MAM and Jax sharing a laugh at Dolphin Research Center
I get asked that a lot. It’s a great question, considering that every novel I’ve published in the last decade is rooted in the natural environment of my surroundings, which we here in
call the Lowcountry. Sea turtles, birds of prey, butterflies, wild
shrimp—the list goes on. These natural
elements aren’t the story themselves, but the inspiration. I draw my story themes from what I learn from
my volunteering. My story world is
authentic and the animals are so interwoven with my characters’ lives that they
themselves become characters. By the end
of the book, you find yourself rooting for them—for their survival in both the
story world and the real world. Charleston, South Carolina
I’ve always loved dolphins. Who doesn’t? It must be that beguiling smile! Of all the species I’ve ever worked with—and I’ve worked with many—no other animal is self-aware or as intelligent as the dolphin. If you are fortunate to get close enough to look a dolphin in the eye, you know you’re being just as closely regarded, even studied. Because I live by the
Atlantic Ocean, I'm fortunate to see dolphins leap from
the waves, swim in pods on the creeks, and chase boats near the harbor. I had been yearning to write a novel about a
dolphin for quite some time. I have many species I want to write about, a long
list. I wait for some sign from the
universe, some tapping on my intuition, a whispering that tells me "choose
this one now."
One day, during a special meeting for the board members of the South Carolina Aquarium, I got ‘the sign’ when guest Philippe Cousteau urged me to write a book set against the issues threatening dolphins today. I had just seen the film, The Cove, and Dr. Pat Fair from NOAA (National Oceanic and Atmospheric Administration) had informed us that almost half of the dolphins living in Charleston's estuarine waters were sick. Shocking! So I cannonballed off that proverbial dock into the world of wild dolphins and after three years of research surfaced with not one story but three!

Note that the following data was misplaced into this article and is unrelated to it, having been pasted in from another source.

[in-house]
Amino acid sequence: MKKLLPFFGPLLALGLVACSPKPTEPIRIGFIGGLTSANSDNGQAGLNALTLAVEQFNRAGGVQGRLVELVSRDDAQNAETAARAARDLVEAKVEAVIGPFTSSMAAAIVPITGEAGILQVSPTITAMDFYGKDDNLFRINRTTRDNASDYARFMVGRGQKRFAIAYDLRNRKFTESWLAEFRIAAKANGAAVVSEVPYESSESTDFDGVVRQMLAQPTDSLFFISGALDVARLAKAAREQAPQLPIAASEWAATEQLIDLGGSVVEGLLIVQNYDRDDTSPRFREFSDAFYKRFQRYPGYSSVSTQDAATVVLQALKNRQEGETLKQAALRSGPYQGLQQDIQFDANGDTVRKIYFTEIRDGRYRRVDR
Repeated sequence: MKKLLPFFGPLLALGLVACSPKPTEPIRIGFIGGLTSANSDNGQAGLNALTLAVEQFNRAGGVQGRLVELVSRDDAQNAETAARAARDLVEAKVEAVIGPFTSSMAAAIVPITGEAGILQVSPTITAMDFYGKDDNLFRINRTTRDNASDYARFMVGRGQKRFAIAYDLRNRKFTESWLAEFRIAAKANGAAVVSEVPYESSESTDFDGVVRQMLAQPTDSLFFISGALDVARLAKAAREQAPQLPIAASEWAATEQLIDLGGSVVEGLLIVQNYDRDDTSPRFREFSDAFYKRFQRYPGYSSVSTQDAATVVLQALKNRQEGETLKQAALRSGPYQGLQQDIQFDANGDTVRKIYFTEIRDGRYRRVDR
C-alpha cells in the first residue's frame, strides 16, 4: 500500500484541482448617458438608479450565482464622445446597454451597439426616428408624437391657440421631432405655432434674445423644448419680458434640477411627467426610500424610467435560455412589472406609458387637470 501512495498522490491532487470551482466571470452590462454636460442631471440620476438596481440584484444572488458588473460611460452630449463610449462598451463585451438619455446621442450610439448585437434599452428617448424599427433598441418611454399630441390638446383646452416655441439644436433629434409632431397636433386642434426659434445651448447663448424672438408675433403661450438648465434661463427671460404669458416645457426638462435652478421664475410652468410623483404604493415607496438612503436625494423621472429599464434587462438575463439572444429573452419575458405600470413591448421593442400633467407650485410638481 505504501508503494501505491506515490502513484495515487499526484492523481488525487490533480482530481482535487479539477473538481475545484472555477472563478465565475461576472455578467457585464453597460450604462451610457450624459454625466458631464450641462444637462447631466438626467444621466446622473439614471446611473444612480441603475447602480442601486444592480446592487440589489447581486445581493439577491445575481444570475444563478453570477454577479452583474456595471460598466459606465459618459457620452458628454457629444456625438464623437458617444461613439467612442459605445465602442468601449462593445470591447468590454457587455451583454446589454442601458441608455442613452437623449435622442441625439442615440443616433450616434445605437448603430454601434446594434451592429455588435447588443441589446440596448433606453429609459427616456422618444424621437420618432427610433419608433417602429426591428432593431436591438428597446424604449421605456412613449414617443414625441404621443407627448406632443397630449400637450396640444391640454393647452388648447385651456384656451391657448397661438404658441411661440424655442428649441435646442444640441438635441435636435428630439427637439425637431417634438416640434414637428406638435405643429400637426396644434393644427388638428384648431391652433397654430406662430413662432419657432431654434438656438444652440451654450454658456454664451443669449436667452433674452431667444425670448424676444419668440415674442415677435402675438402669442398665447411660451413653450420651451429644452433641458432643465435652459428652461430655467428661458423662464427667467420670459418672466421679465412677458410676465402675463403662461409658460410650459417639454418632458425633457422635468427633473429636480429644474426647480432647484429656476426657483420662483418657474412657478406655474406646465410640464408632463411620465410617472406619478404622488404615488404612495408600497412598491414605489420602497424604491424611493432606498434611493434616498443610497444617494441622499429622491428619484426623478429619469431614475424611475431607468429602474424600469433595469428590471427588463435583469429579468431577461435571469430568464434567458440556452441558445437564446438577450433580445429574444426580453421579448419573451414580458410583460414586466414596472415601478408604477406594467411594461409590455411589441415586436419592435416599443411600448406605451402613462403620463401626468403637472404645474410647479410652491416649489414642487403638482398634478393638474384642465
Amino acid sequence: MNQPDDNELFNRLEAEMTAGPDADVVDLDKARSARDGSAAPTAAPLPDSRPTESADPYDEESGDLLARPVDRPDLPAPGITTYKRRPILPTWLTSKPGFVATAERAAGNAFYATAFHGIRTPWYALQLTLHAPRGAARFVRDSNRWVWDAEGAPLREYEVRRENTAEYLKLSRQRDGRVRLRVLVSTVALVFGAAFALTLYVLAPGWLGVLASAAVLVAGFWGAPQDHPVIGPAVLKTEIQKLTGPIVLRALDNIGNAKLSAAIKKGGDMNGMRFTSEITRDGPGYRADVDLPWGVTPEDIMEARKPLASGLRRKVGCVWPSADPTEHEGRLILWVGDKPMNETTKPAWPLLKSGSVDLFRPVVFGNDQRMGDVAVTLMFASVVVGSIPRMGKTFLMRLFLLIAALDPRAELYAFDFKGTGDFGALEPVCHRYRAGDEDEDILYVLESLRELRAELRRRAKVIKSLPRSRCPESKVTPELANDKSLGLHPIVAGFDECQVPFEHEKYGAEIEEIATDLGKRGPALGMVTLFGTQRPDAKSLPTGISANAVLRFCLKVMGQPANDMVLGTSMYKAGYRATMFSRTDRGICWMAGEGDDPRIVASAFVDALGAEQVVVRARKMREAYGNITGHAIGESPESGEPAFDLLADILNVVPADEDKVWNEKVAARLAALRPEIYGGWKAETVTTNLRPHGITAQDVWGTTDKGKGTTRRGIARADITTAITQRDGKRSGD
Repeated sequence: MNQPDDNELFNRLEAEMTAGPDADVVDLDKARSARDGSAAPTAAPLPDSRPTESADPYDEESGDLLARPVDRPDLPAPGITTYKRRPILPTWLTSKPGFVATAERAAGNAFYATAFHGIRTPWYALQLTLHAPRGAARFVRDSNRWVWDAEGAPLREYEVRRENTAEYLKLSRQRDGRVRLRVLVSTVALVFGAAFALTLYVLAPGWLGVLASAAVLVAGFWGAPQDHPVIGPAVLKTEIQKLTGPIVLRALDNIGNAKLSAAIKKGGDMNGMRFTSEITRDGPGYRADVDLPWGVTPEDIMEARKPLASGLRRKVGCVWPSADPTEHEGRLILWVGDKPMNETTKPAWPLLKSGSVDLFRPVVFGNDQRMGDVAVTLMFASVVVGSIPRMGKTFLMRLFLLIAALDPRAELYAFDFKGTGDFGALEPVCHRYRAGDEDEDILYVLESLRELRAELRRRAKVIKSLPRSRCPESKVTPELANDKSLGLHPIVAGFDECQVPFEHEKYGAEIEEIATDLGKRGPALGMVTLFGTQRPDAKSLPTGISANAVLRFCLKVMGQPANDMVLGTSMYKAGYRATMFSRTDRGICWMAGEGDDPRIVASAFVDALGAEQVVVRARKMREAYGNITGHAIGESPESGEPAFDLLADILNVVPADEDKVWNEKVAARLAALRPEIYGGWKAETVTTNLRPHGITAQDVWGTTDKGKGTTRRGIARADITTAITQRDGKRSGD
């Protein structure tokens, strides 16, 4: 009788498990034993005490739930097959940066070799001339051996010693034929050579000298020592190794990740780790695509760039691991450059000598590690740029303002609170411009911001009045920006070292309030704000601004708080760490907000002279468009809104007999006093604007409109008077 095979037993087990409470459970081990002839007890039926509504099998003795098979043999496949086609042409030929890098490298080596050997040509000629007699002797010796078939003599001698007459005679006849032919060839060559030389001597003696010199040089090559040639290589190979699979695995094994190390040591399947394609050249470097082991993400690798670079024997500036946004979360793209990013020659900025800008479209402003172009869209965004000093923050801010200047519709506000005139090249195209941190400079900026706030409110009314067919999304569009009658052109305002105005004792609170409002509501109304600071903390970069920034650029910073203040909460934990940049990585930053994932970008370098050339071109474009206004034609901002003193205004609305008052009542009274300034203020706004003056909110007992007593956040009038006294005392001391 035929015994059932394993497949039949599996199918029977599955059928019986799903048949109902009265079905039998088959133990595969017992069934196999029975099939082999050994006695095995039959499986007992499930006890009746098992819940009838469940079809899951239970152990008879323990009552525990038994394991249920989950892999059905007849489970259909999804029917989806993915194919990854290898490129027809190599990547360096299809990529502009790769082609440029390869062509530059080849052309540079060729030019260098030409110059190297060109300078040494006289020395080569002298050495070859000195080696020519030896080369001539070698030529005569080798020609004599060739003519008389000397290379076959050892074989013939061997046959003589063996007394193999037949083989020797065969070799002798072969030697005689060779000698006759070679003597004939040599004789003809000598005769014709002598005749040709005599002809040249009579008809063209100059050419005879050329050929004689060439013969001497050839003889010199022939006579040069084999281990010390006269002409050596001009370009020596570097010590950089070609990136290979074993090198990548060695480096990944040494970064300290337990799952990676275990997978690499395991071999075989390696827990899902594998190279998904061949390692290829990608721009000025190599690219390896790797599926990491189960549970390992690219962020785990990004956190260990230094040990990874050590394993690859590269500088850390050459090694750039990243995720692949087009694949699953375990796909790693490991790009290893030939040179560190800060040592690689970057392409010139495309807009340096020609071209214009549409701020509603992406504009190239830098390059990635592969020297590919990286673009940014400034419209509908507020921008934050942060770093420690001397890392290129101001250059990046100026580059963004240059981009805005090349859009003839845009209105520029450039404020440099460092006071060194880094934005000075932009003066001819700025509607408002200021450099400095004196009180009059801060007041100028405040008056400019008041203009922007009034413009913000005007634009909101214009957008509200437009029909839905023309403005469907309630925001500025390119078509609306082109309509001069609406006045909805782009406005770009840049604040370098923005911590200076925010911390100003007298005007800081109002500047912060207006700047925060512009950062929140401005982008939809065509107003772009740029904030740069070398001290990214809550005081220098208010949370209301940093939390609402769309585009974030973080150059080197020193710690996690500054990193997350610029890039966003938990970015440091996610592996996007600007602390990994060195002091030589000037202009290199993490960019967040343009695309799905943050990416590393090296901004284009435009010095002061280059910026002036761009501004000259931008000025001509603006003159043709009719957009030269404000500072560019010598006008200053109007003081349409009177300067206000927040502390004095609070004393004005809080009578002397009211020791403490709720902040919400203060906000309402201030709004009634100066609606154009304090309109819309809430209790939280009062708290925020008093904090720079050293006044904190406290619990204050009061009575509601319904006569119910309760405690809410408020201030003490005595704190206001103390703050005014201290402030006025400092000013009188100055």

This was a first for me—intentionally writing a trilogy. The Beach House series was written over a span of years as my work with the sea turtles expanded. I jokingly say it was a trilogy ten years in the making. In The Lowcountry Summer Trilogy, I am setting out to write a trilogy of books in which all of my characters are touched by the harrowing journey of one charismatic dolphin, Delphine. It's the story of three granddaughters, one seaside summer, and one dolphin. Sweet Delphine is the thread that connects all the books. The first installment—THE SUMMER GIRLS—comes out June 25th.
In THE SUMMER GIRLS, the behavior of the dolphin and the interactions shared between Delphine and the women were inspired from my work with dolphins at the Dolphin Research Center in Grassy Key, Florida and research with NOAA in Charleston, South Carolina. What the women do, out of love for the dolphin, is in fact dangerous to the species’ well-being.
I've always felt that the signs and TV ads that inform the public DO NOT FEED THE DOLPHINS don't amount to a hill of beans when one is staring at that beguiling face in a boat or from the dock. Everyone thinks, "Aw, I want to make contact. I want to share a moment with this creature. What harm can one fish, or sandwich, this one small something do?" Now, imagine thousands of people thinking this... This is my character,
journey. Through her eyes, I bring you
to that very real moment and allow you to experience with her the natural
consequences. It's so much more powerful
to experience the raw emotions and passions. As a storyteller, I rely on the old adage:
Show don't tell. Carson
My hope is that when you finish the final page of THE SUMMER GIRLS, you’ll find yourself excited to see what will happen next to the sisters—Carson, Eudora and Harper--and to Delphine. And through the characters’ intimate and emotional relationship with a wild dolphin, you’ll feel an even deeper love for the Atlantic bottlenose dolphin and see that you can make a difference.
Want more? Watch this brief interview about what compelled me to write about dolphins.